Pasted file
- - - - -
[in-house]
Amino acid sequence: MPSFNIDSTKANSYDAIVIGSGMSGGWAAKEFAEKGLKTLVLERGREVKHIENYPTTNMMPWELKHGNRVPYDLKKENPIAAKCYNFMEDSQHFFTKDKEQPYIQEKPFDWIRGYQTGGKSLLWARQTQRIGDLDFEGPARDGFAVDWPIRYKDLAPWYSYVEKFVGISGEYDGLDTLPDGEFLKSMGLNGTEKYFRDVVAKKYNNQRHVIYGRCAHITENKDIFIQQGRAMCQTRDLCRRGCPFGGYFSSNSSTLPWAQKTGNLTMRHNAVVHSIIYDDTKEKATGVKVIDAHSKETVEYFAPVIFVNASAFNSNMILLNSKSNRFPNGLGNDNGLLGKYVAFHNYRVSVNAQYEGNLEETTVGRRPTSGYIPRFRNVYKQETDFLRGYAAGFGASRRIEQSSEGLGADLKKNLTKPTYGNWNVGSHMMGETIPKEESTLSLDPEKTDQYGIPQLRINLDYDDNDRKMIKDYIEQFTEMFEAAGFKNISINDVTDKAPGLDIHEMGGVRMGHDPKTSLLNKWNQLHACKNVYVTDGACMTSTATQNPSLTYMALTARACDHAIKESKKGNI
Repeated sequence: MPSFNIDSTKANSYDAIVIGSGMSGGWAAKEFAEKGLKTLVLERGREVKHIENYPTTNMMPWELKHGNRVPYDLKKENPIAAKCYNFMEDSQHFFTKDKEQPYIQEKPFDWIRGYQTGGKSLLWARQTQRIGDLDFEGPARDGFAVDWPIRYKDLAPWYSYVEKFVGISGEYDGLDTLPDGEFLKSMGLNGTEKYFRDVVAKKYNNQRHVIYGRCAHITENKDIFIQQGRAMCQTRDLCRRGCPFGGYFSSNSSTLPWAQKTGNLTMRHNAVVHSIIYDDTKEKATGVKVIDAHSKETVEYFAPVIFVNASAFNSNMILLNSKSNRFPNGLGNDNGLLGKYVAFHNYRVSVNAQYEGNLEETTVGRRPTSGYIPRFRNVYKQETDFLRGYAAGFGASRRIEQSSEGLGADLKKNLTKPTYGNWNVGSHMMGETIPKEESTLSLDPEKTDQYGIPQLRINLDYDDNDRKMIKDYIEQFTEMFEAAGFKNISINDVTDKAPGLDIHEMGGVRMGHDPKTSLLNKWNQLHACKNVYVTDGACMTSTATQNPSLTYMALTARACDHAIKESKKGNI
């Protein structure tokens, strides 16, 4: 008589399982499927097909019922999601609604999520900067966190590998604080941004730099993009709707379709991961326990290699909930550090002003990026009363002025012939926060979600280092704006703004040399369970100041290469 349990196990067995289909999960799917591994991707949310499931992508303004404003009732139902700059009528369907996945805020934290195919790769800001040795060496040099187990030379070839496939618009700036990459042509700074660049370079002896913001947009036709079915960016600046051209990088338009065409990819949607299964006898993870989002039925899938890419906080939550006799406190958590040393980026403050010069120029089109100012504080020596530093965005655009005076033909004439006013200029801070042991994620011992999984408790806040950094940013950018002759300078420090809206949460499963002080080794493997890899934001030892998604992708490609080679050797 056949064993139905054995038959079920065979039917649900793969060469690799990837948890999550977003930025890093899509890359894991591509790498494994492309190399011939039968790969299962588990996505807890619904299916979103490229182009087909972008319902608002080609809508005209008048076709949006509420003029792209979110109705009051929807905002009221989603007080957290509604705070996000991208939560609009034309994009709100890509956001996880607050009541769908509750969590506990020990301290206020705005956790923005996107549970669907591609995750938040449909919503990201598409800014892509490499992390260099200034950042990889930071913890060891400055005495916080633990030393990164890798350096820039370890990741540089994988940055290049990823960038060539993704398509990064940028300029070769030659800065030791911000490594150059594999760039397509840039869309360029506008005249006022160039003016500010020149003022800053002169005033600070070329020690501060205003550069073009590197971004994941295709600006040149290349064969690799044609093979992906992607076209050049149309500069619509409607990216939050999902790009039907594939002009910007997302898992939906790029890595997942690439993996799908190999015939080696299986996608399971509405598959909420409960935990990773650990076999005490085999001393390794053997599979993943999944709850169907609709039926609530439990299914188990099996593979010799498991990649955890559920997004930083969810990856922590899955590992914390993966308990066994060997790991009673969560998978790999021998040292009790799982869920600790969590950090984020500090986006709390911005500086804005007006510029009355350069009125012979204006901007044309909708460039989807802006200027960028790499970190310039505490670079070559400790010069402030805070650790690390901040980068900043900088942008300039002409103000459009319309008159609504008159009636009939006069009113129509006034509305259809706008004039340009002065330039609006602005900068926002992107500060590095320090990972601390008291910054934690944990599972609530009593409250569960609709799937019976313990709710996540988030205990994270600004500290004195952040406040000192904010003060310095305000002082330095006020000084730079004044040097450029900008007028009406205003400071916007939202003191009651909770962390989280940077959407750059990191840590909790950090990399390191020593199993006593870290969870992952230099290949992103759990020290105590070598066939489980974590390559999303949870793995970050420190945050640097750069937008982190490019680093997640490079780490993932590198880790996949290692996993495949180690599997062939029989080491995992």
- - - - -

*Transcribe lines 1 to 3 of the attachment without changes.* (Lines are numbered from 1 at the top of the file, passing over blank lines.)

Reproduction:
[in-house]
Amino acid sequence: MPSFNIDSTKANSYDAIVIGSGMSGGWAAKEFAEKGLKTLVLERGREVKHIENYPTTNMMPWELKHGNRVPYDLKKENPIAAKCYNFMEDSQHFFTKDKEQPYIQEKPFDWIRGYQTGGKSLLWARQTQRIGDLDFEGPARDGFAVDWPIRYKDLAPWYSYVEKFVGISGEYDGLDTLPDGEFLKSMGLNGTEKYFRDVVAKKYNNQRHVIYGRCAHITENKDIFIQQGRAMCQTRDLCRRGCPFGGYFSSNSSTLPWAQKTGNLTMRHNAVVHSIIYDDTKEKATGVKVIDAHSKETVEYFAPVIFVNASAFNSNMILLNSKSNRFPNGLGNDNGLLGKYVAFHNYRVSVNAQYEGNLEETTVGRRPTSGYIPRFRNVYKQETDFLRGYAAGFGASRRIEQSSEGLGADLKKNLTKPTYGNWNVGSHMMGETIPKEESTLSLDPEKTDQYGIPQLRINLDYDDNDRKMIKDYIEQFTEMFEAAGFKNISINDVTDKAPGLDIHEMGGVRMGHDPKTSLLNKWNQLHACKNVYVTDGACMTSTATQNPSLTYMALTARACDHAIKESKKGNI
Repeated sequence: MPSFNIDSTKANSYDAIVIGSGMSGGWAAKEFAEKGLKTLVLERGREVKHIENYPTTNMMPWELKHGNRVPYDLKKENPIAAKCYNFMEDSQHFFTKDKEQPYIQEKPFDWIRGYQTGGKSLLWARQTQRIGDLDFEGPARDGFAVDWPIRYKDLAPWYSYVEKFVGISGEYDGLDTLPDGEFLKSMGLNGTEKYFRDVVAKKYNNQRHVIYGRCAHITENKDIFIQQGRAMCQTRDLCRRGCPFGGYFSSNSSTLPWAQKTGNLTMRHNAVVHSIIYDDTKEKATGVKVIDAHSKETVEYFAPVIFVNASAFNSNMILLNSKSNRFPNGLGNDNGLLGKYVAFHNYRVSVNAQYEGNLEETTVGRRPTSGYIPRFRNVYKQETDFLRGYAAGFGASRRIEQSSEGLGADLKKNLTKPTYGNWNVGSHMMGETIPKEESTLSLDPEKTDQYGIPQLRINLDYDDNDRKMIKDYIEQFTEMFEAAGFKNISINDVTDKAPGLDIHEMGGVRMGHDPKTSLLNKWNQLHACKNVYVTDGACMTSTATQNPSLTYMALTARACDHAIKESKKGNI